Germany will most likely be out of their league, but Mexico should be able to keep Sweden and South Korea at bay. After that, it remains to be seen how far in the tournament they’ll get.
Far from the favourite in Group F, South Korea still has some interesting things to offer. Despite many of their players outside of Europe, mostly at home and in Japan, some of their internationally experienced players are at great moments in their career, both age- and performance-wise.
The absolute star of South Korea is Tottenham Hotspurs attacker Son Heung-Min. The FPL managers among us will definitely know this name, as last season he again turned up as a must-have man at different points in the season. Basically the premium replacement of one of Tottenham’s front three (Kane, Eriksen, Alli), he still managed to get a whopping 12 goals and 6 assists in the PL last season. He’s quick, both with and without the ball, he’s technically gifted, and he can both score and set up a team mate. While South Korea might not stand out in Russia, Son definitely has the ability to do so.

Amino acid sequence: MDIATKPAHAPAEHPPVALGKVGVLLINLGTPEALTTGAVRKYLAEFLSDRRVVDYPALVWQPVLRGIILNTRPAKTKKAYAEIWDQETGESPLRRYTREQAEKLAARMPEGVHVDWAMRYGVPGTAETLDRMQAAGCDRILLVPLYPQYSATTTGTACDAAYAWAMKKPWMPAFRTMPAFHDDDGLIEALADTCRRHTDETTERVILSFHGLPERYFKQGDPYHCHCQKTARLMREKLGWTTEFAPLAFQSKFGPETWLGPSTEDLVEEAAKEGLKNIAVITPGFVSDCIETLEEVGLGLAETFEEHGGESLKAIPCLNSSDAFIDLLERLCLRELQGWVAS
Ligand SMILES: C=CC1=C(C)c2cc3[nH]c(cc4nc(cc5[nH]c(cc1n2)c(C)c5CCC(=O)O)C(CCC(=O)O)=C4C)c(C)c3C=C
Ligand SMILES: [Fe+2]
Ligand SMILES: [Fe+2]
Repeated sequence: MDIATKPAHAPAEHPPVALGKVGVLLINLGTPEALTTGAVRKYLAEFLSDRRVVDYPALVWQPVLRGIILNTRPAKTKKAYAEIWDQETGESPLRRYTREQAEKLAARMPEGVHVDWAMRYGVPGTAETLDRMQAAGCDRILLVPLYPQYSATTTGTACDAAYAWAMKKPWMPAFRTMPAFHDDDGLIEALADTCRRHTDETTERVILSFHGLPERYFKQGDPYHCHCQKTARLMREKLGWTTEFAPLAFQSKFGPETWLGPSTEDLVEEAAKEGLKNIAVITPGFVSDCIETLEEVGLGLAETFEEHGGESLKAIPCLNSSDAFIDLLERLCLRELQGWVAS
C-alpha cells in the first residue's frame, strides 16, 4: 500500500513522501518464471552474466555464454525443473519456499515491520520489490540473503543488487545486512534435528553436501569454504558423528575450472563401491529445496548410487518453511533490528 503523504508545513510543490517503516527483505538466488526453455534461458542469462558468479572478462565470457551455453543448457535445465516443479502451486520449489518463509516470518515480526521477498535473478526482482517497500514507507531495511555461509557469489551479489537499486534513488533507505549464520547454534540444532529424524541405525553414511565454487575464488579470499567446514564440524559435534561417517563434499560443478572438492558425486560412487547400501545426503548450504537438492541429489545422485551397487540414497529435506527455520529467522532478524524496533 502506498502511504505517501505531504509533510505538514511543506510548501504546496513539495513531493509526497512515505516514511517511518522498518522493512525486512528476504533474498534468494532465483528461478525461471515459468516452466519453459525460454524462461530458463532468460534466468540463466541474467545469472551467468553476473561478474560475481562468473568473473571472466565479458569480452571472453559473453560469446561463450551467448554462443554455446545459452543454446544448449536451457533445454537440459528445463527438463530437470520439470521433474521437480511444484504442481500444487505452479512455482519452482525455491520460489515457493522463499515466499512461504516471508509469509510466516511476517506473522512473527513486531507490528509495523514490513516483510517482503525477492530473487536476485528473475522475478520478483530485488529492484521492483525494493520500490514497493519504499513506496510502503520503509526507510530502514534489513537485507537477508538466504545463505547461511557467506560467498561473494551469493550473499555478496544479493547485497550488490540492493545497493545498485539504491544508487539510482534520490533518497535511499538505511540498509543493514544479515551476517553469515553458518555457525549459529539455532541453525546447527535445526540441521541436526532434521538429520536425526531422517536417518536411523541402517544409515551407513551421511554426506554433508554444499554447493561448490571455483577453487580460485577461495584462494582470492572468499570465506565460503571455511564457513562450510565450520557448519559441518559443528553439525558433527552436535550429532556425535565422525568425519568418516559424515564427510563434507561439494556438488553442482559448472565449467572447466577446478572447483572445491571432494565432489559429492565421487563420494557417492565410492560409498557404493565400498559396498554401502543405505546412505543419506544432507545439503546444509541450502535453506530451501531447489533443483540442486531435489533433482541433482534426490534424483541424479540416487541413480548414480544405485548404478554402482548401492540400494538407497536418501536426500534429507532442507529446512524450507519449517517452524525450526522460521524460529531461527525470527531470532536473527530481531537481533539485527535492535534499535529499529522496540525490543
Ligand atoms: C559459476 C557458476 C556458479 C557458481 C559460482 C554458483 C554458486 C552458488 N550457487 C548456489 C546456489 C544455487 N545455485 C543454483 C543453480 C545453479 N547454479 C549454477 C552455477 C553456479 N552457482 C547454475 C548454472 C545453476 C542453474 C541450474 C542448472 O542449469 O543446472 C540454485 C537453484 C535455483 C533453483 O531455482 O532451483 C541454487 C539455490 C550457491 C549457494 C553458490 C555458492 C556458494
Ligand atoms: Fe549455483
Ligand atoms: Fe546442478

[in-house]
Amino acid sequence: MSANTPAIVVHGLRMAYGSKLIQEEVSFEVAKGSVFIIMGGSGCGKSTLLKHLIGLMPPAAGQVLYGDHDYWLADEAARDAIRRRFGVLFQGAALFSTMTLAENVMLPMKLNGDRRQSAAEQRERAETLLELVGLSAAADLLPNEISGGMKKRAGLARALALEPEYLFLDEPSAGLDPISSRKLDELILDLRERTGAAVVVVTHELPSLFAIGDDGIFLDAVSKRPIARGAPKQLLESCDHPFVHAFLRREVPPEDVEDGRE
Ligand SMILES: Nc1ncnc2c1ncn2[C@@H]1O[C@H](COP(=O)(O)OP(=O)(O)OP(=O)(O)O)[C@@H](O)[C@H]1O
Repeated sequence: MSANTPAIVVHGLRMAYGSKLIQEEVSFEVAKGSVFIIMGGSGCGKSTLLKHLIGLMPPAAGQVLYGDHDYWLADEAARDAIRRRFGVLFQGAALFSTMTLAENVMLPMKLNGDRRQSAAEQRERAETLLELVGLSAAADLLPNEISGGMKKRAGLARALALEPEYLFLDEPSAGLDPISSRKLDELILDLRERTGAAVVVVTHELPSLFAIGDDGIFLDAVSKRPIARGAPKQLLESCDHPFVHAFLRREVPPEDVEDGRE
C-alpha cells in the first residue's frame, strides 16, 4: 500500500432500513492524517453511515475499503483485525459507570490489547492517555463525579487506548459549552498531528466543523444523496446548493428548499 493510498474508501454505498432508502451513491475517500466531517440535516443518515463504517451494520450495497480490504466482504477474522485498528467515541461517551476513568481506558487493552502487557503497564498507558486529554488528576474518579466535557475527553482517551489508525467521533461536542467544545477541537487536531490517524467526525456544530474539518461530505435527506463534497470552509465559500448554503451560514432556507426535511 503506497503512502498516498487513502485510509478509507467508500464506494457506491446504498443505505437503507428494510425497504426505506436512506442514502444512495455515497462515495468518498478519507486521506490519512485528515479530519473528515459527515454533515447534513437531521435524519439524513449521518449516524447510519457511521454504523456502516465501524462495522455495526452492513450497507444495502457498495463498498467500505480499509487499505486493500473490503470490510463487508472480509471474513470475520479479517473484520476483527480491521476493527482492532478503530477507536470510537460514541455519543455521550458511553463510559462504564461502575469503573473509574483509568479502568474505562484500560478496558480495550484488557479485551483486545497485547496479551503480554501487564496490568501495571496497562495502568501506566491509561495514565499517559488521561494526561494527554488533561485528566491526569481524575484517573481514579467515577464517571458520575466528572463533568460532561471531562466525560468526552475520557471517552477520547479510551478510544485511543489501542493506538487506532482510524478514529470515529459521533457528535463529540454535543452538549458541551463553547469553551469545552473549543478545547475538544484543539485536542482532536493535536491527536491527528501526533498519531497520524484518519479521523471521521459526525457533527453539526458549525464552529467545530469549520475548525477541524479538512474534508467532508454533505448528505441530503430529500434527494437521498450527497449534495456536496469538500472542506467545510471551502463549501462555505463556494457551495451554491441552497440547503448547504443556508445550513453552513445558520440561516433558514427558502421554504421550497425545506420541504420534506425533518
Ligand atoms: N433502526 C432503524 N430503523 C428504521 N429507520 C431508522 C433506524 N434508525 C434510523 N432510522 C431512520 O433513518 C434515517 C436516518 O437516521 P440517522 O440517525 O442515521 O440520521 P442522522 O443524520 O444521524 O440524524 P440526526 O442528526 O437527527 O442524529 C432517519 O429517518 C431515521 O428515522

Another name in the South Korean squad that might sound familiar to many FPL managers is Ki Sung-Yueng. The 29-year old midfielder player 25 games for Swansea in the Premier League last season, in which he scored 2 goals and assisted just as many. Despite the club’s relegation, Ki has shown on more than occasion, and not just last season, that he’s a complete midfielder who can keep a team running, even when the circumstances are not ideal. He passes the ball, is much stronger in the one v one’s than his appearance would suggest, and has a great work ethic on the pitch. He’ll form the South Korean engine this summer in Russia.